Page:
Unit not reserved as common area. In this case, consider it a rental unit. If your employee lives in a market-rate unit, treat the unit as you would any other market-rate unit in a tax credit building. For example, you may charge market-rate rent or you can charge a lesser rent to the employee as part of his pay package. But remember that once the unit becomes vacant, it may be subject to the next available unit rule.
If the employee lives in a tax credit unit, you're required to meet all the same income eligibility, rent restriction, and certification requirements for the tax credit program. This means that you have to treat the employee as a member of the general public. This means the employee, like all other residents, must meet all the resident criteria and sign a lease for six months or more.
Unlike an employee in a common area unit, an employee living in a tax credit unit can pay the applicable rent on the unit. If you don't charge rent, the amount of the uncharged rent will be considered “income” from you as an employer. This may disqualify the employee from the unit if he then exceeds the income requirements.
Treating an employee in a tax credit unit the same as other residents also means that you should not include an employee contract or lease provision requiring the employee to vacate the premises if he's fired or quits in the first six-month lease. With such a vacate clause, you are risking a finding by the state agency that the unit is considered “transient” and therefore excluded as a tax credit unit.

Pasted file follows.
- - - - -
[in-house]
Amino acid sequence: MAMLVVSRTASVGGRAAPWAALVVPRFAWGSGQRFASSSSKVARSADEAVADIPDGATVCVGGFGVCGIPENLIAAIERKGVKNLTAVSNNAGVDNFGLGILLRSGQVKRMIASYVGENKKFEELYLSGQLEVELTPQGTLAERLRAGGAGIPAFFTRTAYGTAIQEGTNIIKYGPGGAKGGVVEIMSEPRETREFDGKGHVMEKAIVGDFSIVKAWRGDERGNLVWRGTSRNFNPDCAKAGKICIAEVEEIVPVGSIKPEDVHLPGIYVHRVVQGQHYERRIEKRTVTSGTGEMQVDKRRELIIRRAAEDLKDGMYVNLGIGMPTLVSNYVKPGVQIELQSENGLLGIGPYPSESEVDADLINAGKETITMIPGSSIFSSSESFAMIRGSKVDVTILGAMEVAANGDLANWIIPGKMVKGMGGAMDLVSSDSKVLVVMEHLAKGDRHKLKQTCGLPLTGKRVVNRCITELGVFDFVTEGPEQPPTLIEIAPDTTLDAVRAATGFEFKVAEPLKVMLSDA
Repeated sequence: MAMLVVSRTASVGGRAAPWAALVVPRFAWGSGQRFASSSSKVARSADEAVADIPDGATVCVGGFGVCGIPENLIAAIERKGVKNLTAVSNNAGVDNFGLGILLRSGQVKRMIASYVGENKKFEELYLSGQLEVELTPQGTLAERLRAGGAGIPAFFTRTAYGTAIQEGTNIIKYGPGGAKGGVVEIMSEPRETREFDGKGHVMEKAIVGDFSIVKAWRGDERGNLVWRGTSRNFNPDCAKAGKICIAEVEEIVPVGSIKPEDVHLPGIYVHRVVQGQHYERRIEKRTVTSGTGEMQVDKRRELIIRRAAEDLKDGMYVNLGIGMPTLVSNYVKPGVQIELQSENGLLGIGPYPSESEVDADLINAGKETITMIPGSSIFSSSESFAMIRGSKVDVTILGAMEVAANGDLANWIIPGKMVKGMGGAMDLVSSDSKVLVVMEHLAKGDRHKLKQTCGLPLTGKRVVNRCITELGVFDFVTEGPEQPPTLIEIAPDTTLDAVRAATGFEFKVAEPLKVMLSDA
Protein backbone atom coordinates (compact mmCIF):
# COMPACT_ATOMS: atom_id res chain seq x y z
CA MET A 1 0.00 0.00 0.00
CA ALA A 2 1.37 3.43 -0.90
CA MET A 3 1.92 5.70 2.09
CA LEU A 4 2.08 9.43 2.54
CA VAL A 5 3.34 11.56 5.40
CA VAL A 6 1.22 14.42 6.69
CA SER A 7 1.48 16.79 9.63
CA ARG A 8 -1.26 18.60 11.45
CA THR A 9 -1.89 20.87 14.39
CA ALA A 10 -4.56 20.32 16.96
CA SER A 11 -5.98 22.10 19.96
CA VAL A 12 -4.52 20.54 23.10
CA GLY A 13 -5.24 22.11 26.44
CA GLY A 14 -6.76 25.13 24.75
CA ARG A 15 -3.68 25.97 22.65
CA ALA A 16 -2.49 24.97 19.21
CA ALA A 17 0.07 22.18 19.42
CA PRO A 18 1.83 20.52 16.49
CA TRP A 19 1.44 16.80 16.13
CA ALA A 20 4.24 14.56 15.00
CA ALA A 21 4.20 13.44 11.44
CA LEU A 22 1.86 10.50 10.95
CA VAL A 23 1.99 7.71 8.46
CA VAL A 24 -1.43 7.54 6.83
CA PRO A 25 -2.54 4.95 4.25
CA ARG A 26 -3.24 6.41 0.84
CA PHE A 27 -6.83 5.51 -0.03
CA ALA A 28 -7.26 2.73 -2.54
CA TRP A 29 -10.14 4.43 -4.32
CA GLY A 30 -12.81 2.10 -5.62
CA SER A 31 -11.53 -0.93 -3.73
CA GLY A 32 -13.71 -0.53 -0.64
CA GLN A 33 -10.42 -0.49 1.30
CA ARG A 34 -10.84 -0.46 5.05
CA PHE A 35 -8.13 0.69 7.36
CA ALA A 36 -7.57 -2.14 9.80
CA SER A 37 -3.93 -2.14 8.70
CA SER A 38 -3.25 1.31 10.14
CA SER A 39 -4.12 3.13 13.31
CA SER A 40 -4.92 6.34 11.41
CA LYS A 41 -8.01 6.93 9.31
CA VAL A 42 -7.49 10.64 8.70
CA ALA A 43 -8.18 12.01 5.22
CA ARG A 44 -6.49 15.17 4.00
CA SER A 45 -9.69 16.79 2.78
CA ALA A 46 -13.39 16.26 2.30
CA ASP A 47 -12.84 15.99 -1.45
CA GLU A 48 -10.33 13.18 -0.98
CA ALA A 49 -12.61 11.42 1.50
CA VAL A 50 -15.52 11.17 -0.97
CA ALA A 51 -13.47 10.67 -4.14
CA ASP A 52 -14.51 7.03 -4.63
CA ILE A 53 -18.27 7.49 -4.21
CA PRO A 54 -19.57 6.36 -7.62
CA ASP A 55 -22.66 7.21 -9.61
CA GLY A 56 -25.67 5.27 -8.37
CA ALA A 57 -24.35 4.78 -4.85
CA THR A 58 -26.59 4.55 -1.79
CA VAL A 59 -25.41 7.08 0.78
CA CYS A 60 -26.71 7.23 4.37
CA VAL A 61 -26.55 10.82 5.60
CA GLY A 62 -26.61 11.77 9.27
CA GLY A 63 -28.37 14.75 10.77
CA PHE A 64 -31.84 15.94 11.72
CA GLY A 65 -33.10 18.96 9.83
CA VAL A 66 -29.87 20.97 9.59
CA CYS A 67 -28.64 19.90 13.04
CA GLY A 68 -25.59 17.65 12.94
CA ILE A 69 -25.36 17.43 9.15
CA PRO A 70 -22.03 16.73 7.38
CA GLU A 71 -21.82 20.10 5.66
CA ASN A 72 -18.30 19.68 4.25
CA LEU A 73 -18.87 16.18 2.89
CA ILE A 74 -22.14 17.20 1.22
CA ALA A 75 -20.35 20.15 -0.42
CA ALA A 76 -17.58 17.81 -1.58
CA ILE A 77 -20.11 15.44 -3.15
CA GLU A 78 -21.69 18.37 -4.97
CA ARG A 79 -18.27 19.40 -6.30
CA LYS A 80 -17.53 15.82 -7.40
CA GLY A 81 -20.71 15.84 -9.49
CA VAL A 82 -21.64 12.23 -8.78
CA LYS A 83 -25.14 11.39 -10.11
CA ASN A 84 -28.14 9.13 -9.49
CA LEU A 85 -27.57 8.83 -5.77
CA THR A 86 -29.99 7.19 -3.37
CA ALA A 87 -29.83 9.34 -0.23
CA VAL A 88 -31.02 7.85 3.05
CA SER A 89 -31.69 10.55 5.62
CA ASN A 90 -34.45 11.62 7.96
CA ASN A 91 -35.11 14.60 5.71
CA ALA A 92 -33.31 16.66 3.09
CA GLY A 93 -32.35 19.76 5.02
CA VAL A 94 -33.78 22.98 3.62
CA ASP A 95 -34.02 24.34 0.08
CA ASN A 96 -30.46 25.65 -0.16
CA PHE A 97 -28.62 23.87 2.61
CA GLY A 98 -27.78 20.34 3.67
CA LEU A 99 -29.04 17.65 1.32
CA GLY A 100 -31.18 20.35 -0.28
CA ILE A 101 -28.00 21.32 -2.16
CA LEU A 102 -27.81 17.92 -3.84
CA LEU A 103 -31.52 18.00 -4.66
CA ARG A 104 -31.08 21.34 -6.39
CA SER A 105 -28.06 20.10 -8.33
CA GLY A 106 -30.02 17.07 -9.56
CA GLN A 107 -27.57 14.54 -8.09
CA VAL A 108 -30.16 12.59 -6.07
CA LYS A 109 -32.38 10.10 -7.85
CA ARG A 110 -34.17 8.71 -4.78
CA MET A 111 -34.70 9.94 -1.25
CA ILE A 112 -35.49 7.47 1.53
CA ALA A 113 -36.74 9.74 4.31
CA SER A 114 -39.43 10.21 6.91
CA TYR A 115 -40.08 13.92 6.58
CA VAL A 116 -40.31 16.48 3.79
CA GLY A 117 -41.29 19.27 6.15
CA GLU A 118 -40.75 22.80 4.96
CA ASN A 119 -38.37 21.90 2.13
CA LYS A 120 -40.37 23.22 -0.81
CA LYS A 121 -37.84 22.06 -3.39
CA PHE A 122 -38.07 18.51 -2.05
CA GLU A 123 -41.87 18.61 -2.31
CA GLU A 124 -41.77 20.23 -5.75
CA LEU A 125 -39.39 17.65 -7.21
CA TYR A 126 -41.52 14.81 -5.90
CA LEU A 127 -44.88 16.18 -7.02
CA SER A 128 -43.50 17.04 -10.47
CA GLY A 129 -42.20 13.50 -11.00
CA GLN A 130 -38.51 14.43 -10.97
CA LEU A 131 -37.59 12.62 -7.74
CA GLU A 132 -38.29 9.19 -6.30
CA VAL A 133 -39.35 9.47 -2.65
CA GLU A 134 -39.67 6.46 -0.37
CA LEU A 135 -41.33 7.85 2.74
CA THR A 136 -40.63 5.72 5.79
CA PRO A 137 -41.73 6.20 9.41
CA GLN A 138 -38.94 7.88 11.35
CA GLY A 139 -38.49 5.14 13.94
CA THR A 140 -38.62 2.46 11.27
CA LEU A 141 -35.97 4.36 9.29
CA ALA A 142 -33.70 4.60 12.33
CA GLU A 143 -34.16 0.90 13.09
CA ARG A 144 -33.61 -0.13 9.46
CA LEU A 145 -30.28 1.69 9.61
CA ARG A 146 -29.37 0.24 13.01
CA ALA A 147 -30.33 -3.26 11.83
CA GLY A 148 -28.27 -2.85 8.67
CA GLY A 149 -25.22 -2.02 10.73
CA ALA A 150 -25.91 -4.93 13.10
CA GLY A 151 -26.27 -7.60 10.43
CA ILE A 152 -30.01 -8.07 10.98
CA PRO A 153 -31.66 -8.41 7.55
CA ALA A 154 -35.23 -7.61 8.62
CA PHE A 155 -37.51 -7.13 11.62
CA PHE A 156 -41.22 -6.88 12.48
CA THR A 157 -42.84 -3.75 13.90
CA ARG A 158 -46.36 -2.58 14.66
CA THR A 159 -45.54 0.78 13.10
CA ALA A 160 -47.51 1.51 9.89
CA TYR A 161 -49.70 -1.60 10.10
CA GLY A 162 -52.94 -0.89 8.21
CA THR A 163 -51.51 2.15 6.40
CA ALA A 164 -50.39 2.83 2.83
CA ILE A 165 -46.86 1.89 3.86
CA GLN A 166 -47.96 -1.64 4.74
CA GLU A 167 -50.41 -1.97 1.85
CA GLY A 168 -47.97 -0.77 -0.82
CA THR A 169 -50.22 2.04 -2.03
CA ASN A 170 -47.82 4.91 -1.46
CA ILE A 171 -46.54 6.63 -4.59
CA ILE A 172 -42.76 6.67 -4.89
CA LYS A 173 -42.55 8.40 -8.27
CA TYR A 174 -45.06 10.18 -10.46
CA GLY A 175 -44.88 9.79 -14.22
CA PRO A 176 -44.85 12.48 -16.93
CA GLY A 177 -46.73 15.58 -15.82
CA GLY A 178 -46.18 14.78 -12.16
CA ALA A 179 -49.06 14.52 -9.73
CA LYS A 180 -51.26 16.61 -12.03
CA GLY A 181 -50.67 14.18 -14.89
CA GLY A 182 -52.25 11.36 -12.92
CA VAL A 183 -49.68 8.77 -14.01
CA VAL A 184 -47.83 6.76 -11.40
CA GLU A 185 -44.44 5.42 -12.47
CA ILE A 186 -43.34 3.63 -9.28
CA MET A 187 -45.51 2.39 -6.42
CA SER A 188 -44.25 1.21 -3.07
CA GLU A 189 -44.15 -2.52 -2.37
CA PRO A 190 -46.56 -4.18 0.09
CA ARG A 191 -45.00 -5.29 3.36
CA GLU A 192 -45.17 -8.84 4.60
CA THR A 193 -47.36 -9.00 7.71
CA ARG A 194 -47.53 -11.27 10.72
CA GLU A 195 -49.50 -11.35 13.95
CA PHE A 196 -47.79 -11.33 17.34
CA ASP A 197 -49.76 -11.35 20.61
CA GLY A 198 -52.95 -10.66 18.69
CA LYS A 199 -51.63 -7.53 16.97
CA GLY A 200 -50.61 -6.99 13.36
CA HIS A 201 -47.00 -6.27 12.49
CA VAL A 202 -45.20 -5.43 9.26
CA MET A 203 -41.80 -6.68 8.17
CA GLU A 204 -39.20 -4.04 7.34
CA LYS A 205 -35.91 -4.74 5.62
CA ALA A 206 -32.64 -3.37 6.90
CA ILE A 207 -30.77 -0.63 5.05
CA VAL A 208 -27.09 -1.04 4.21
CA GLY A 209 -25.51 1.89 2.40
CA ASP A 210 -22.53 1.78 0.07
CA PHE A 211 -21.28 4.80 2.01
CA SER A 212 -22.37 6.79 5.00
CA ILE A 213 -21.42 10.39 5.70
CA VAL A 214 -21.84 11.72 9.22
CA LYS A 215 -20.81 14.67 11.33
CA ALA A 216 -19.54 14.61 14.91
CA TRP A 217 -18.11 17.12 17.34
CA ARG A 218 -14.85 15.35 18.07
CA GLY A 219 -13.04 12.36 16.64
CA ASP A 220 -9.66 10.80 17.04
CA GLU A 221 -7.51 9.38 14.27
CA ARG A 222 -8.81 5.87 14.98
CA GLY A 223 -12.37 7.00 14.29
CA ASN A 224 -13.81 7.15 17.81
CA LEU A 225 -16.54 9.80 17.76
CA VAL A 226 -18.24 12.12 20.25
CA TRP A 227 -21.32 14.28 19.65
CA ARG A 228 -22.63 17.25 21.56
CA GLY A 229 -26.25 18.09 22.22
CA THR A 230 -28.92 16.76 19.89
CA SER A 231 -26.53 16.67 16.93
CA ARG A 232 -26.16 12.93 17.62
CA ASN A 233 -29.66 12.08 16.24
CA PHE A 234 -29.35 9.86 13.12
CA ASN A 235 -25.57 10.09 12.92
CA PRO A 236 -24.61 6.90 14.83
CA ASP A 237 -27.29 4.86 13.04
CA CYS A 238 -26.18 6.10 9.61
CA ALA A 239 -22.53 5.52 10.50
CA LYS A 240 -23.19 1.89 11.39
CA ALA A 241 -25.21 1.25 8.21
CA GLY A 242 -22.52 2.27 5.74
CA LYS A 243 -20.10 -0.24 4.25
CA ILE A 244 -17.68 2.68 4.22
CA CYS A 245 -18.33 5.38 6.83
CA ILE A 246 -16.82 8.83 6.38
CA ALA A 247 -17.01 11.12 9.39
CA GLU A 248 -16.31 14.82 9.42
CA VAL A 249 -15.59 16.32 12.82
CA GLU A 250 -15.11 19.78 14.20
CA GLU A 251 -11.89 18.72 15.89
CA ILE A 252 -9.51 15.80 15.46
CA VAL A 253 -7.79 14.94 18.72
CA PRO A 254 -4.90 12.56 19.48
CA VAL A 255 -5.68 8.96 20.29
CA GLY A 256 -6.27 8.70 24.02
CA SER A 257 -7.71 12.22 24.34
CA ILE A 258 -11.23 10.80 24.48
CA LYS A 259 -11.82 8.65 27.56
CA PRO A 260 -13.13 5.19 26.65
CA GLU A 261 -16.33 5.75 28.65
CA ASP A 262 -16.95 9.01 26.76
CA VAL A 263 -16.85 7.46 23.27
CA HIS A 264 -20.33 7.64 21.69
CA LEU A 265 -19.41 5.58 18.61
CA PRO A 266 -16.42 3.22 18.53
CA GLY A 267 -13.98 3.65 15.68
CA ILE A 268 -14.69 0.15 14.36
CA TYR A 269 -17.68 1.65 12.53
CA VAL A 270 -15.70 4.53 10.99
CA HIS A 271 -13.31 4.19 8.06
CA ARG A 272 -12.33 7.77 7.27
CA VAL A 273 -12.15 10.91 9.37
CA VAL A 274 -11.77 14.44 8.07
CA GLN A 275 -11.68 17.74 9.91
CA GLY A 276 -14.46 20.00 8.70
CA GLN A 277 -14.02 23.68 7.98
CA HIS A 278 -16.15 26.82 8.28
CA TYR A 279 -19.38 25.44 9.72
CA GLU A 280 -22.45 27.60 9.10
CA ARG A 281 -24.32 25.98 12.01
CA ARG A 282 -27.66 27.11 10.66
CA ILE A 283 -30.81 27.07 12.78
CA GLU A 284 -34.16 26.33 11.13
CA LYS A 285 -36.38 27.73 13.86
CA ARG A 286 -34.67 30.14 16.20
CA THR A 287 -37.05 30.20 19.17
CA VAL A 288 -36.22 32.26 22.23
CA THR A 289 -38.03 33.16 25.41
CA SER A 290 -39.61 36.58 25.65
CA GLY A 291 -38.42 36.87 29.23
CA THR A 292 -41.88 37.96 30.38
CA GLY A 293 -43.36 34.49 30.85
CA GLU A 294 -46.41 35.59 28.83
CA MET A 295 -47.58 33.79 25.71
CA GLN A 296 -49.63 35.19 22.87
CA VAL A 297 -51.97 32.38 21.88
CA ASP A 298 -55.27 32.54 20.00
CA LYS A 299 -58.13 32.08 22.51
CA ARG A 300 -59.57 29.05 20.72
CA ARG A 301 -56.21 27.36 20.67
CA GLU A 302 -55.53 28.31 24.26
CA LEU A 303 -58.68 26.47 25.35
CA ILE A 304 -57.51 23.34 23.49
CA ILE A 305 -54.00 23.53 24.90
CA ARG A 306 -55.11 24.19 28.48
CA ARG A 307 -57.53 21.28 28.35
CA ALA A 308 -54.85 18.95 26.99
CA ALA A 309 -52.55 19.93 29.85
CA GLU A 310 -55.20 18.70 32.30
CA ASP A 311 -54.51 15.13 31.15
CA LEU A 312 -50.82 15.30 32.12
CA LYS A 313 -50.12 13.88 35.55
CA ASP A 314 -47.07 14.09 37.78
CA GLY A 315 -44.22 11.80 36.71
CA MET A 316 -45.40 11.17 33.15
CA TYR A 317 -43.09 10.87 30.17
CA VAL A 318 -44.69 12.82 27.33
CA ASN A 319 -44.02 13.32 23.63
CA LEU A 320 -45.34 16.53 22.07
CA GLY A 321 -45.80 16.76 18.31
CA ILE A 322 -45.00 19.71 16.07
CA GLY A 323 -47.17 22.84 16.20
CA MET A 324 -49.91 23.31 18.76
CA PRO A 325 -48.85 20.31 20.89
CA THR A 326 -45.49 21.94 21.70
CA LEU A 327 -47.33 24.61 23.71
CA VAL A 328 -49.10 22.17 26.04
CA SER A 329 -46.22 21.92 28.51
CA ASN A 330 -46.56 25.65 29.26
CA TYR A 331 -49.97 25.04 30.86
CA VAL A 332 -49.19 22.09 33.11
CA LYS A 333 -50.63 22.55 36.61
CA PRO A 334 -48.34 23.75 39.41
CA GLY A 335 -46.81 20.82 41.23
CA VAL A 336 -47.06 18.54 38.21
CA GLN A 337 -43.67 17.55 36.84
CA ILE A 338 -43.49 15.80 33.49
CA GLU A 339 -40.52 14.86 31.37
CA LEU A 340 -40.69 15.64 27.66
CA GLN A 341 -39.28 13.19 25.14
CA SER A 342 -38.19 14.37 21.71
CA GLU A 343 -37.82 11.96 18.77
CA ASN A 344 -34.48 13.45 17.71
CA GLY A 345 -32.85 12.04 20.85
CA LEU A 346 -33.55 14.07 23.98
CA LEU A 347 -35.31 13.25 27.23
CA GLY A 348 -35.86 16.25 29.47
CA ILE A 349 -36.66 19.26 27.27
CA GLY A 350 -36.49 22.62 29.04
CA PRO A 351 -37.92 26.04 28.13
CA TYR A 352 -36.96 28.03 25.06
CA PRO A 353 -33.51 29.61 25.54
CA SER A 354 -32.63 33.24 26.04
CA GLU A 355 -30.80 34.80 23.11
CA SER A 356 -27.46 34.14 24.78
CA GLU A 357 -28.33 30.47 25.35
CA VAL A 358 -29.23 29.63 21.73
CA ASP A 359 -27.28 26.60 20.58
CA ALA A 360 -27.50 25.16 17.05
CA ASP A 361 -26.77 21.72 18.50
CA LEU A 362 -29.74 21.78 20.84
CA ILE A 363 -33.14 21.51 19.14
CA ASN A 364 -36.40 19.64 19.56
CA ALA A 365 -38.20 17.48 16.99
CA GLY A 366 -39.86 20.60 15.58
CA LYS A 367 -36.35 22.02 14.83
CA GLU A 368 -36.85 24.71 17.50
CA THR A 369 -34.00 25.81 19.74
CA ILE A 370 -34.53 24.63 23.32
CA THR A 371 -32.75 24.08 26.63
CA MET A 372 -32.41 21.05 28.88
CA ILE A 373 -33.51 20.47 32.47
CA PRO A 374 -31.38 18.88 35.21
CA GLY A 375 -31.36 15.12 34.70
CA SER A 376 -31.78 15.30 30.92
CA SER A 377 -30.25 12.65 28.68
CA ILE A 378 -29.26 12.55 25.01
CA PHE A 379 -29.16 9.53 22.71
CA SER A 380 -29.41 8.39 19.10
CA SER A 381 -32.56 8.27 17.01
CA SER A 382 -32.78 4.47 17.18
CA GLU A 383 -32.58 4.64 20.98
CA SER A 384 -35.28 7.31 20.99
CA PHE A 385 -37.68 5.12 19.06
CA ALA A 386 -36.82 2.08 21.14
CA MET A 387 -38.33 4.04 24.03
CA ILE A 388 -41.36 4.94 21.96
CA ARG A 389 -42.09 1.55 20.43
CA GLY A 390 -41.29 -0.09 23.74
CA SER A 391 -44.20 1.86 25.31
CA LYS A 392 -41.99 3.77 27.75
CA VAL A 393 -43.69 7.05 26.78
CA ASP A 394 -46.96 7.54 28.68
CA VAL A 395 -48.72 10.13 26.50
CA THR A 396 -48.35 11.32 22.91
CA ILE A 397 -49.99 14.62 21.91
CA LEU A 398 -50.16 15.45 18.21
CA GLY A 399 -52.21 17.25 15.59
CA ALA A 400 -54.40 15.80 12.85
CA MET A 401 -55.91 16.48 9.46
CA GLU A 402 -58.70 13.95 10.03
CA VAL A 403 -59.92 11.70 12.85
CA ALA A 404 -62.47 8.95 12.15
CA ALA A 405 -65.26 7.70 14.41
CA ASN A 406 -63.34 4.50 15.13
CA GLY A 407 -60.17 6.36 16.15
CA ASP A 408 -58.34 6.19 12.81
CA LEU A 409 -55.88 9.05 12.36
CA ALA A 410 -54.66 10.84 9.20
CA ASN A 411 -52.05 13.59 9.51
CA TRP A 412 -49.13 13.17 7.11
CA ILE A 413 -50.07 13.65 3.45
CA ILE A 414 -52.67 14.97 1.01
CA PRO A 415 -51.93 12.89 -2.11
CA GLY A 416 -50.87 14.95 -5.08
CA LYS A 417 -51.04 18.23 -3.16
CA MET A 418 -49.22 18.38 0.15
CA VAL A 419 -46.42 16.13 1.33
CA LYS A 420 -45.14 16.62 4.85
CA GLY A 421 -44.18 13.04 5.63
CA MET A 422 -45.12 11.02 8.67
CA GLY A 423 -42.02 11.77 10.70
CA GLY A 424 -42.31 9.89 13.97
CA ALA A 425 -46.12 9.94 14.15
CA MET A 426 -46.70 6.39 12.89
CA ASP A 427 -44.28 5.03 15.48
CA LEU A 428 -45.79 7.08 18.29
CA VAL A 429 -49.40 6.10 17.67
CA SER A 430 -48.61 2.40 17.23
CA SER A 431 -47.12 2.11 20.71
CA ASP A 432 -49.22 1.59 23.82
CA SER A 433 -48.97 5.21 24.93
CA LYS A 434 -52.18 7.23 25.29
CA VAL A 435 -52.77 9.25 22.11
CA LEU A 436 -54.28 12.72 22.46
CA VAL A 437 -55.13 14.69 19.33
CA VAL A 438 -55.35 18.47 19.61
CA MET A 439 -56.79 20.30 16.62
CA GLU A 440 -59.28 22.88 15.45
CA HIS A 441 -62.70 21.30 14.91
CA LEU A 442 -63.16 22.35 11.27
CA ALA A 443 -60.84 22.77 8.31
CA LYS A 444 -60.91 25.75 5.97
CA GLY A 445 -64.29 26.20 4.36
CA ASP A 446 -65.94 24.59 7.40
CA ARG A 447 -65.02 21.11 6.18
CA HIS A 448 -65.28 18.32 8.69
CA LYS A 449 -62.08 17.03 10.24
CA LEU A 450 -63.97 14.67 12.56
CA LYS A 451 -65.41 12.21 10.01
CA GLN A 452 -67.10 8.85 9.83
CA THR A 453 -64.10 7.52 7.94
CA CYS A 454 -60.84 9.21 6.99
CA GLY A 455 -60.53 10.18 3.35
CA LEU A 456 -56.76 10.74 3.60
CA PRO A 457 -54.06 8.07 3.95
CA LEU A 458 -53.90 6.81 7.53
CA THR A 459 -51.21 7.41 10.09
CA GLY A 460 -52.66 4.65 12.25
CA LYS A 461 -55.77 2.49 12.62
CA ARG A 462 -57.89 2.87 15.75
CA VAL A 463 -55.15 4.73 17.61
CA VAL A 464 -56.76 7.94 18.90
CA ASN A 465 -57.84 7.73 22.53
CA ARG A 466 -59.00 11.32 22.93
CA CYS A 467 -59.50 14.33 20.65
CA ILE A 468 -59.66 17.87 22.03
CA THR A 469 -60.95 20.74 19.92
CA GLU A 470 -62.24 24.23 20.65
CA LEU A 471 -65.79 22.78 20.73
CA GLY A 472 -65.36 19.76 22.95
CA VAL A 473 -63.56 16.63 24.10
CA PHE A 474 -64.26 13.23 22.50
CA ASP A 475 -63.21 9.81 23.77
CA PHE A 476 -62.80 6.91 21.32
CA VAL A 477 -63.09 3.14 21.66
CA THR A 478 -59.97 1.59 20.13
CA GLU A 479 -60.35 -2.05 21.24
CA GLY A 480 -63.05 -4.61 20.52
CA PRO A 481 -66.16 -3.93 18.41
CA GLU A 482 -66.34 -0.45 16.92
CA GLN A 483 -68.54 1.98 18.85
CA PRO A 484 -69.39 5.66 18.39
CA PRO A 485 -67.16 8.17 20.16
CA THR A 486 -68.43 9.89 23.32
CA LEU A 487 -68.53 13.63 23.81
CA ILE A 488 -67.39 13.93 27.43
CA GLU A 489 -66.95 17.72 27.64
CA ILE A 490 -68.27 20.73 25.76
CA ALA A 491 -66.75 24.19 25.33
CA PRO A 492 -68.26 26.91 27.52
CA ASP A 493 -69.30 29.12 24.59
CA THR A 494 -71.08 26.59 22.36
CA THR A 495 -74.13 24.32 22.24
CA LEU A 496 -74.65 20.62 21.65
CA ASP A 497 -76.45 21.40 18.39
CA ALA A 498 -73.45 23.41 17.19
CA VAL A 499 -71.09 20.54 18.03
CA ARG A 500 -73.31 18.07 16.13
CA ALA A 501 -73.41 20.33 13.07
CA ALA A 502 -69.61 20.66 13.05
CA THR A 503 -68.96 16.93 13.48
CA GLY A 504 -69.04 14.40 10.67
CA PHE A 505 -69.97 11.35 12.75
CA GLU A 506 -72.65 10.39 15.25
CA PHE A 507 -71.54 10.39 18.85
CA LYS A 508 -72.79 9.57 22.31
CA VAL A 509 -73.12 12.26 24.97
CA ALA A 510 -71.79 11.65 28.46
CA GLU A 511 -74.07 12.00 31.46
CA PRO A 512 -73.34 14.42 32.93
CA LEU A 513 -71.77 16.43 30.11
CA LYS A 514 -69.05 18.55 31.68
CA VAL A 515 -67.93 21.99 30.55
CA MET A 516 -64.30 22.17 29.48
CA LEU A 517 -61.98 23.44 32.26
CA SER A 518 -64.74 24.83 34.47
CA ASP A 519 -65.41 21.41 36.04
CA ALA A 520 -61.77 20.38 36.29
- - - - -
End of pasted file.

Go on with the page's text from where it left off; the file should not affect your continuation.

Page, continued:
If you discover a mistake in how you've been handling an employee unit, immediately document how and when you discovered the mistake and correct it as soon as is reasonably possible.
If your state agency reports you to the IRS for noncompliance, the IRS may permit you to correct an error within a reasonable time from when the mistake is discovered, and you can possibly avoid denial of the credits on the unit.
Acting on a mistake soon after it's discovered may also protect you if you discover a mistake and you correct it before the state audits you. For instance, if you unknowingly have been using a low-income unit as an employee unit, you need to document how and when you made this discovery and immediately take steps to certify the employee as a low-income resident or require the employee to move out. Or if the employee in your common area unit hasn't been working full time, you may need to redesign the position to make it qualify as full time or stop using the unit to house employees. If a state audit later determines that you were out of compliance on this unit for some period of time, you may avert a threat to the owner's tax credits by showing that you immediately took corrective measures after discovering the mistake.
A.J. Johnson, HCCP: President, A.J. Johnson Consulting Services, Inc., 3521 Frances Berkeley, Williamsburg, VA 23188; www.ajccs.net.